Top Ten Tuesday is a weekly feature hosted by The Broke and the Bookish – I’ve been meaning to take part in it for quite some time now and it would appear today is the day for my first foray into the lovely land of weekly lists.
Picking my all time favourite anything book-wise is pretty difficult, picking my favourite YA books? Well that’s kind of a “Sophie’s Choice” for me. So I’ve decided to go with the books I keep going back to, some are relatively new reads, some not so much. But the top three are without a doubt my all time favourites. So, without further ado…
10. Graceling, Kristin Cashore
The first in author Kristin Cashore’s sort of trilogy (more like a companion piece and a sequel) despite being first published in 2008 I first read, or rather heard it last month. (The audiobook – full cast! was my first and was awesome.) After finishing the audiobook I decided to buy a copy of the physical book and read it. Which basically solidified my love for this epic fantasy romance. Heroine Katsa is kind of everything I’d like to be.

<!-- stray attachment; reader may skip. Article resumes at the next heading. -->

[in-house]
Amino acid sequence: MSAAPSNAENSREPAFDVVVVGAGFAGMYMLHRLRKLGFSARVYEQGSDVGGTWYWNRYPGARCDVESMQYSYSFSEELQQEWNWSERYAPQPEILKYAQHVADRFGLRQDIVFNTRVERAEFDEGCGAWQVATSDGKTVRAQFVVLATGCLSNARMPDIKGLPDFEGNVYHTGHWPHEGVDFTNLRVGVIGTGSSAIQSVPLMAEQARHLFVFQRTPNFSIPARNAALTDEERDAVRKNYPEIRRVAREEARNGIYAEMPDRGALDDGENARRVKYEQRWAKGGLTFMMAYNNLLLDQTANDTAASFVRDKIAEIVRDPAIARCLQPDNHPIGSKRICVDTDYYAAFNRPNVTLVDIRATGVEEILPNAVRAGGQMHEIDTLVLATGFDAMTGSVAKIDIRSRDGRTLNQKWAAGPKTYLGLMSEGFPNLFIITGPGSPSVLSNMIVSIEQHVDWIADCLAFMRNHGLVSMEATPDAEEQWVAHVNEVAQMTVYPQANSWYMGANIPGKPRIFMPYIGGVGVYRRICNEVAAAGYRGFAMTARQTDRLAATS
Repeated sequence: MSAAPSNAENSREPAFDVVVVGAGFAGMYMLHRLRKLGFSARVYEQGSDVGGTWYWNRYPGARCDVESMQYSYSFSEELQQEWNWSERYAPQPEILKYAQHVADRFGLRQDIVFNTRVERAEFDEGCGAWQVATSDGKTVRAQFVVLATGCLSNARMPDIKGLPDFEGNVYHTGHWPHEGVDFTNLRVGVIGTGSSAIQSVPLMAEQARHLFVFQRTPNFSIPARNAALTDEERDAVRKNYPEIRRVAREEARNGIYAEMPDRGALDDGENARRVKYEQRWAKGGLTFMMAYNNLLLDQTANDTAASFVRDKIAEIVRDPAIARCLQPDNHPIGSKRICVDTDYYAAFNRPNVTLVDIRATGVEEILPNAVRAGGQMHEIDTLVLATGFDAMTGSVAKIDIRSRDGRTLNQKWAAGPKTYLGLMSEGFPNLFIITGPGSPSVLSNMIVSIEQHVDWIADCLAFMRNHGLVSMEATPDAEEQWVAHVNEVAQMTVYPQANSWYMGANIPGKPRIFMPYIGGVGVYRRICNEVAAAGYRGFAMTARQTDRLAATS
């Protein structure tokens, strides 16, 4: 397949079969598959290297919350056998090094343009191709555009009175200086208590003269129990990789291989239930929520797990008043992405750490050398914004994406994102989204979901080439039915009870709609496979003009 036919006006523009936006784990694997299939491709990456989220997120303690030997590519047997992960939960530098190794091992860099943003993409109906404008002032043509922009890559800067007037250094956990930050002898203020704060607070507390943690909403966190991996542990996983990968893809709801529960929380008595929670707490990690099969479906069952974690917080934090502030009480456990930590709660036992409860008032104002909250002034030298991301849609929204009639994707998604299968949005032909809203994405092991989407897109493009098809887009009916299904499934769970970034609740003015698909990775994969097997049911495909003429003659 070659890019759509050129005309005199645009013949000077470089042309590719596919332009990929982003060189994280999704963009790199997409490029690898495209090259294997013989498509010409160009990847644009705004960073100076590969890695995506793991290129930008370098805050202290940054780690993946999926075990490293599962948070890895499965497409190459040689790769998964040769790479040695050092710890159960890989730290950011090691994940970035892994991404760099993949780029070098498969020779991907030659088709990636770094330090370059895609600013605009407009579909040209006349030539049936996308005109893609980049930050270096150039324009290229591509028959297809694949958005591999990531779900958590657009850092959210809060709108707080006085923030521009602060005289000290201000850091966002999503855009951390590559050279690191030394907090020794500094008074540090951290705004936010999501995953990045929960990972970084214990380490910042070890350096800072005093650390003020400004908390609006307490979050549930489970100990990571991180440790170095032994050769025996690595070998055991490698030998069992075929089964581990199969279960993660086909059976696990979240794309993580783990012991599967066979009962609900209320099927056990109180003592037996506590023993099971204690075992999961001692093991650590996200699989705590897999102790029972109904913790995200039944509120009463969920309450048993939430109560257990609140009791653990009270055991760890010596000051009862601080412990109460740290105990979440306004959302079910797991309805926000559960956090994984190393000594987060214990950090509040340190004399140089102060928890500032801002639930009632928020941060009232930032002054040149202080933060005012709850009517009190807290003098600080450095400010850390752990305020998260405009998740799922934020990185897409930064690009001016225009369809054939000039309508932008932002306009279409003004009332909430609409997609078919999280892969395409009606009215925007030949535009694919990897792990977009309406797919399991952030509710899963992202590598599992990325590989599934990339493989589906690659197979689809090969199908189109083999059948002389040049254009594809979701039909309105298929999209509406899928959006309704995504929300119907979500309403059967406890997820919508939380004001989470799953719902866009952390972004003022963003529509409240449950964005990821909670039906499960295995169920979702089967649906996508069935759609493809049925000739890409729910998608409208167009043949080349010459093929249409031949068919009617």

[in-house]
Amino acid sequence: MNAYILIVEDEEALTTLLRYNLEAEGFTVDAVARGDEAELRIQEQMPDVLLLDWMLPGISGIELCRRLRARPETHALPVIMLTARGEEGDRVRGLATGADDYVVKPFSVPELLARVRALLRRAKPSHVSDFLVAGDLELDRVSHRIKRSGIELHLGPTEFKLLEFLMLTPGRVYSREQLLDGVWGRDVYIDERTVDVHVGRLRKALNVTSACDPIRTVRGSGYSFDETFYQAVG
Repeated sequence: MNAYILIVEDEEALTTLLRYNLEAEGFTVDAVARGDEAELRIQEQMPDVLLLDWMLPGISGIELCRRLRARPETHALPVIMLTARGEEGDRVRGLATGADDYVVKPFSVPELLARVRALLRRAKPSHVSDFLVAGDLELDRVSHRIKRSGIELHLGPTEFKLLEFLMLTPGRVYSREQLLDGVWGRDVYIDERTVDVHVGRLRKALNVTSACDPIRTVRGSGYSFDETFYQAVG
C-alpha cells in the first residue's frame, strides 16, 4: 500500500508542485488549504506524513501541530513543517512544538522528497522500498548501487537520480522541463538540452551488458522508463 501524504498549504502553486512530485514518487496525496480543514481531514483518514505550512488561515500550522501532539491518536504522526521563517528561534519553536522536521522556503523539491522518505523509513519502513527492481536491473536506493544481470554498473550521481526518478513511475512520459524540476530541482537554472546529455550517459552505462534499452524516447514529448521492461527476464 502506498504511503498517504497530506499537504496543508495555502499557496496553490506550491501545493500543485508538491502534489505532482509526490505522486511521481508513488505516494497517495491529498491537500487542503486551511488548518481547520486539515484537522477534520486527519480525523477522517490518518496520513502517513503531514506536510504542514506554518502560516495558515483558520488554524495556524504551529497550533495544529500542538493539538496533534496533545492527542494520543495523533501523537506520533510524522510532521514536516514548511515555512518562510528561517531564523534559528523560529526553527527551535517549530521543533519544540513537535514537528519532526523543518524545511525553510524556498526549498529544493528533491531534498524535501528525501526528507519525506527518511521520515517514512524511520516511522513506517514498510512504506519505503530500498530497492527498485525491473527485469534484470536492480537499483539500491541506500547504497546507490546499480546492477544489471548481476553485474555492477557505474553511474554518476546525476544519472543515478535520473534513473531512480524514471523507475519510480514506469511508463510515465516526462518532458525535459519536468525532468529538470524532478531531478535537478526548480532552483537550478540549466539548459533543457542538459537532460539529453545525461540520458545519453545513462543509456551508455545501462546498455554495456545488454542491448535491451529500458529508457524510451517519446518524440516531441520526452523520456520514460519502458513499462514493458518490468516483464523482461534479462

9. The 39 Deaths of Adam Strand, Gregory Galloway
Galloway’s Adam Strand is an unusual kid – plagued with the constant need to commit suicide, he is constantly killing himself, only to feel utter disappointment when he comes back to life, some 39 times. Perfectly dry, perfectly macabre The 39 Deaths of Adam Strand is unlike anything else in the YA canon.
8. Hey Nostradamus, Douglas Coupland
Arguably Coupland’s best book, this is the story of a fictional school shooting in Vancouver, British Columbia in 1988. Told from multiple first person narratives it is the perfect blend of themes like religion, sex, grief and adolescence.
7. His Dark Materials, Phillip Pullman
Many know these books as the series about two kids who set out in essence to kill god – but it’s so much more. An in depth and intelligent commentary on life, organized religion, the afterlife and science, the books though controversial are, well, epic.
6. The Perks of Being a Wallflower, Stephen Chbosky